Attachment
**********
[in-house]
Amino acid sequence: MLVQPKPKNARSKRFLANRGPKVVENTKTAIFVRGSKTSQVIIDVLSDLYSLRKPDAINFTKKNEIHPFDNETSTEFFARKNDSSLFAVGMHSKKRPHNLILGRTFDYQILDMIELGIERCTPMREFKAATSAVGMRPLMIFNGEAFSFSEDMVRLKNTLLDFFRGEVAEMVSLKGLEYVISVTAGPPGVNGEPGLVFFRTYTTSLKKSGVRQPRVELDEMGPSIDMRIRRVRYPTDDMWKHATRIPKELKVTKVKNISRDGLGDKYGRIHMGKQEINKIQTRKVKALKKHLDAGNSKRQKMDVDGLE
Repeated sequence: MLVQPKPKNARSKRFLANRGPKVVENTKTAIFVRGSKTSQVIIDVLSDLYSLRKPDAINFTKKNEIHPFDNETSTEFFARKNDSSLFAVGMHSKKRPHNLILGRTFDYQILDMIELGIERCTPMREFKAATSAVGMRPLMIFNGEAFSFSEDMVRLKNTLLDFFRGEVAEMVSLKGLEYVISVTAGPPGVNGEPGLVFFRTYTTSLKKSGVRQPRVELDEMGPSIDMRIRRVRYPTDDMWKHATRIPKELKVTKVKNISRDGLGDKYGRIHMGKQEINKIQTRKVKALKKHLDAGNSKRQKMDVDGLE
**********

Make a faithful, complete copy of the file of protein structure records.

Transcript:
[in-house]
Amino acid sequence: MLVQPKPKNARSKRFLANRGPKVVENTKTAIFVRGSKTSQVIIDVLSDLYSLRKPDAINFTKKNEIHPFDNETSTEFFARKNDSSLFAVGMHSKKRPHNLILGRTFDYQILDMIELGIERCTPMREFKAATSAVGMRPLMIFNGEAFSFSEDMVRLKNTLLDFFRGEVAEMVSLKGLEYVISVTAGPPGVNGEPGLVFFRTYTTSLKKSGVRQPRVELDEMGPSIDMRIRRVRYPTDDMWKHATRIPKELKVTKVKNISRDGLGDKYGRIHMGKQEINKIQTRKVKALKKHLDAGNSKRQKMDVDGLE
Repeated sequence: MLVQPKPKNARSKRFLANRGPKVVENTKTAIFVRGSKTSQVIIDVLSDLYSLRKPDAINFTKKNEIHPFDNETSTEFFARKNDSSLFAVGMHSKKRPHNLILGRTFDYQILDMIELGIERCTPMREFKAATSAVGMRPLMIFNGEAFSFSEDMVRLKNTLLDFFRGEVAEMVSLKGLEYVISVTAGPPGVNGEPGLVFFRTYTTSLKKSGVRQPRVELDEMGPSIDMRIRRVRYPTDDMWKHATRIPKELKVTKVKNISRDGLGDKYGRIHMGKQEINKIQTRKVKALKKHLDAGNSKRQKMDVDGLE